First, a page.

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Panel calls for overlay district to control group residences in UT area

Friday, October 14, 2011 by Elizabeth Pagano

Against staff recommendation, the Planning Commission has opted to recommend creation of the Central Austin-University Area Zoning Overlay District. The vote was 7-0-1, with Commissioner Dave Anderson abstaining and Commissioner Alfonso Hernandez absent.

 

The purpose of the zoning overlay district would be to make group residential a conditional land use, and require owners of MF-4 zoned properties to go through a public process to obtain what is normally an appropriate use.

 

The Planning Commission directed staff to initiate the amendment in April 2010, after concerns were raised during Codes and Ordinances citizens’ communication.

 

Critics of the change argue that the issue was addressed ad nauseum during the lengthy process that created the Central Austin Combined Neighborhood Plan. Those who are pushing for the zoning overlay district insist that the allowance of group residential housing in their neighborhoods is an oversight that needs to be corrected.

 

“There were no missteps, there were no mistakes that were done in that process,” said Robert Heil of the Planning and Development Review Department. “It was in no way an error, it was in no way an oversight of Council, the neighborhood or staff. Those were very deliberate decisions.”

 

The Central Austin Neighborhood Plan identifies four MF-4 zoned properties, two of which allow group residential, and two of which do not. In the West University Area, 34 of the 59 MF-4 zoned properties allow group residential use.

 

“There were 63 tracts that were MF-4 zoned, 24 of them received a CO to prohibit group residential. So I really do have to take exception that 62 percent of those tracts ‘fell out’ or fell through the cracks, or were left off by accident,” said Heil.

 

Residents in the Hancock, Heritage Hills and Shoal Creek and West University neighborhoods argue that the prohibition was a trade off for permitting extremely high density in the University Neighborhood Overlay.

 

Mary Ingle, a member of CAMPAC, told the commission that random tracts were left out of the group residential prohibition. “I think it was a mistake,” said Ingle, who stated that the intent of the plan was to prohibit new group residential development in single-family neighborhoods.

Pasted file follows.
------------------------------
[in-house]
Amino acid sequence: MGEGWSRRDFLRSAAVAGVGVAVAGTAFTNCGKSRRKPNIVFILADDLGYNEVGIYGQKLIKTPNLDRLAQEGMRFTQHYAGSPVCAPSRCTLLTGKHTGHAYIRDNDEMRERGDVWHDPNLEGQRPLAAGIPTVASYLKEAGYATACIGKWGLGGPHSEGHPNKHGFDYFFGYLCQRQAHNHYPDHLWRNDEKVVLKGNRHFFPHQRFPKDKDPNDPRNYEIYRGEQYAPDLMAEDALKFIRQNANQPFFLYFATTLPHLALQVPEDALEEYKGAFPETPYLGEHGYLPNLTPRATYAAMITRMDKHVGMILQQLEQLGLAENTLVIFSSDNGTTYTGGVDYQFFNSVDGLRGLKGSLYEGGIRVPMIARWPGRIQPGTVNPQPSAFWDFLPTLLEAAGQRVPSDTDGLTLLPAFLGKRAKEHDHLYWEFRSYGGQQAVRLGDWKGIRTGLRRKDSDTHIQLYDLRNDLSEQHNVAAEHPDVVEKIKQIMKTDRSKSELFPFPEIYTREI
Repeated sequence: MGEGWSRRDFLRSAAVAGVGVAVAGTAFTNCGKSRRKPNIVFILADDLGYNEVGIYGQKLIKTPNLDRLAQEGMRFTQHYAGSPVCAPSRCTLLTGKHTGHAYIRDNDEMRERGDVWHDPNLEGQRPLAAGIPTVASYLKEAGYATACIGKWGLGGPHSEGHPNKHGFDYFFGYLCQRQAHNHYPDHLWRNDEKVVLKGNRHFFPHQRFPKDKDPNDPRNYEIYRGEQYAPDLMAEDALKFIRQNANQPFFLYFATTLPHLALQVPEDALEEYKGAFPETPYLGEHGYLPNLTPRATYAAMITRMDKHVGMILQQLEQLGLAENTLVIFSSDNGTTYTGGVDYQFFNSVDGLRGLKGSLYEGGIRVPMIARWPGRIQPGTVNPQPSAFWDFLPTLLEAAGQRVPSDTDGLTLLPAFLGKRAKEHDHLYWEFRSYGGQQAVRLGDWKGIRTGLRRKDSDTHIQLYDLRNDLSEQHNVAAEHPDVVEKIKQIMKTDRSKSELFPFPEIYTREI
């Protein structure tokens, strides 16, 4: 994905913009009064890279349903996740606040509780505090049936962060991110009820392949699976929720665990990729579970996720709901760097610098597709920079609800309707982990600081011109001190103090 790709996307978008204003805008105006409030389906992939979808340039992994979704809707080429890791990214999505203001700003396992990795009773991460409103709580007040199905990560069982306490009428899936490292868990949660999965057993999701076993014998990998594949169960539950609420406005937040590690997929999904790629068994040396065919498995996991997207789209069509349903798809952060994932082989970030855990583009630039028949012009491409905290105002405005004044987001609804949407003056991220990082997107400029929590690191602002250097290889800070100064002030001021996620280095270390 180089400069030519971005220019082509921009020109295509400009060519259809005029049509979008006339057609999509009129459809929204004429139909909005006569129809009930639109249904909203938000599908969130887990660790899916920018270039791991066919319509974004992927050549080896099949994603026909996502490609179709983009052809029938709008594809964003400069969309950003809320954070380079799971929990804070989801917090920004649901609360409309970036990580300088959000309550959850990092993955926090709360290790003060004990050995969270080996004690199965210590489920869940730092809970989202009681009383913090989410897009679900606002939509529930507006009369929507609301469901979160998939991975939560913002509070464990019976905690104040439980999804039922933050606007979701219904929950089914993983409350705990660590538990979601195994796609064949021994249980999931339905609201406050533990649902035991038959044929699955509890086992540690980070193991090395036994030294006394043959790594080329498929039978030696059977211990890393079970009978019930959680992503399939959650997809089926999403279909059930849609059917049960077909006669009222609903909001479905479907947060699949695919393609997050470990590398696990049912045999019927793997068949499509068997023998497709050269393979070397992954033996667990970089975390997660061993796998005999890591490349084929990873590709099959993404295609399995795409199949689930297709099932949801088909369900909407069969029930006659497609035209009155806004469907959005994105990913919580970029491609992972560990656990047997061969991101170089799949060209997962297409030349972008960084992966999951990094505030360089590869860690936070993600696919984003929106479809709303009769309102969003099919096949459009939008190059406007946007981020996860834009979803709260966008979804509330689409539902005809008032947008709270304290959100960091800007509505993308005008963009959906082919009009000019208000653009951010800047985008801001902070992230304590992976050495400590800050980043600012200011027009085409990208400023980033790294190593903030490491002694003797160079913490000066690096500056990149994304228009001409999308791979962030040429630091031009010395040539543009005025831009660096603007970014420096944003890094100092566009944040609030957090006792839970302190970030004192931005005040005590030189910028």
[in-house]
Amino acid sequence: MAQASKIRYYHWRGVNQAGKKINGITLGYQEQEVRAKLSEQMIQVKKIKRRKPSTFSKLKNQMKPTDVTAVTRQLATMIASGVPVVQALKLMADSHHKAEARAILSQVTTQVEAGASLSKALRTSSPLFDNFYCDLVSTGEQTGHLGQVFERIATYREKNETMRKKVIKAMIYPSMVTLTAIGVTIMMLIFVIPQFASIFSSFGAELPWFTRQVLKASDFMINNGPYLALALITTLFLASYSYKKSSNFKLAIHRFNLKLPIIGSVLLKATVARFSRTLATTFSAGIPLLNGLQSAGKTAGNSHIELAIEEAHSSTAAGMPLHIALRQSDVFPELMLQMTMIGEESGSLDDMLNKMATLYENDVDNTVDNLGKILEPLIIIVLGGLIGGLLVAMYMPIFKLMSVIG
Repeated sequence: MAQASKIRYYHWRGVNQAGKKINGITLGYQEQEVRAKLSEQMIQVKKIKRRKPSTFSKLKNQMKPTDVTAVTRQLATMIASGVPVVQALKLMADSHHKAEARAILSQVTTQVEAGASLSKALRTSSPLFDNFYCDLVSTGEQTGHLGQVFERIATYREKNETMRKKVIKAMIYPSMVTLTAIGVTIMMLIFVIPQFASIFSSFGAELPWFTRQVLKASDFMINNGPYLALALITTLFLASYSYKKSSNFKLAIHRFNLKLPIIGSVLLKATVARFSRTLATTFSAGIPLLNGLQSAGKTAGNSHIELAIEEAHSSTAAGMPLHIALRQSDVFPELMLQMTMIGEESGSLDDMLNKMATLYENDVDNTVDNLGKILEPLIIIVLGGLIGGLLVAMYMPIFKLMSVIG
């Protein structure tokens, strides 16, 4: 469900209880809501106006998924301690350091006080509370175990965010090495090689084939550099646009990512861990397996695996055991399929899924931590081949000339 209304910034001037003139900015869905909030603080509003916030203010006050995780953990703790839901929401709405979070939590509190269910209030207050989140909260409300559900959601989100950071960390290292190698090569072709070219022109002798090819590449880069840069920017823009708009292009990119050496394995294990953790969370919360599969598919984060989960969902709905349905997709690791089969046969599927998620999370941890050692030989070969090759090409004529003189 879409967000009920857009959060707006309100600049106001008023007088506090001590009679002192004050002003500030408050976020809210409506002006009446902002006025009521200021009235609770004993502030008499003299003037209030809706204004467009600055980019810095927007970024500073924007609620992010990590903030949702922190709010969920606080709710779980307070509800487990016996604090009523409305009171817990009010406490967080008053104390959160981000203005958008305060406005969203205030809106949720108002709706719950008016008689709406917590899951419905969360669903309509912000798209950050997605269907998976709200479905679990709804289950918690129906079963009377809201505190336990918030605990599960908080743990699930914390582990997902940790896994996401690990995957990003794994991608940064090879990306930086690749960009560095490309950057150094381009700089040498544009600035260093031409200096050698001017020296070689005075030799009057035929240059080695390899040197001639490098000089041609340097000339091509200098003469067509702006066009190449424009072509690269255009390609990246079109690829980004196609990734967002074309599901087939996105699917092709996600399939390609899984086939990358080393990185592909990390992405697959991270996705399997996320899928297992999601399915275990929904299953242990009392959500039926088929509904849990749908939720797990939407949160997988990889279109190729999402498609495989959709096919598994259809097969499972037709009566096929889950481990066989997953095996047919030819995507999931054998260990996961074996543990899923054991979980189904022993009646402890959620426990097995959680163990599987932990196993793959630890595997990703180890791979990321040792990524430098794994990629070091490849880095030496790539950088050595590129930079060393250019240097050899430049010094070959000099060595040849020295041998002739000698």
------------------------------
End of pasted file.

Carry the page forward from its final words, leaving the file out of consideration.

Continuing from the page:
“In the final draft of the plan, things changed and there were random tracts left out of the prohibition. It was clearly the intent to have this use prohibited in our neighborhoods for the tradeoff for UNO,” said Ingle.

                                               

While a zoning overlay would not prohibit group residential use, it would shift the burden away from those who would object to the use, and onto property owners who would be required to get approval for the change.

 

“The base assumption that I’m operating from is that within MF-4, group residential is an appropriate use,” said Heil. “So if there is some reason why an MF-4 zoned property is inappropriate for group residential, I do feel it is incumbent on the people who are placing the additional restriction to make that case.”

 

Alan Robinson, the General Administrator of College Houses was involved in the CAMPAC process, and objected to the change.

 

“A deal is a deal,” said Robinson. “If I thought, as a co-op, that every property would have been listed as prohibited, then, as a stakeholder, I would have raised my hand and said ‘wait, we need to talk more’.”

 

Robinson explained that his understanding was that some group residential was prohibited and some was allowed, how it stands now, and terms that he could accept.

 

“As a stakeholder, the deal was never prohibiting group residential everywhere except for West Campus. That was not on the table,” said Robinson.

 

City Council will soon get the chance to weigh in on the argument, after all this time.

 

“This has been an issue since it passed. We’re finally here six or seven years later trying to fix it,” said John Foxworth, vice president of the Shoal Crest Neighborhood Association. “We want this on a case-by-case basis to come before us, we want notification, so we can present whether it is a good idea to allow group residential in any circumstance. We’re not saying no. We’re saying just let us talk about it.”

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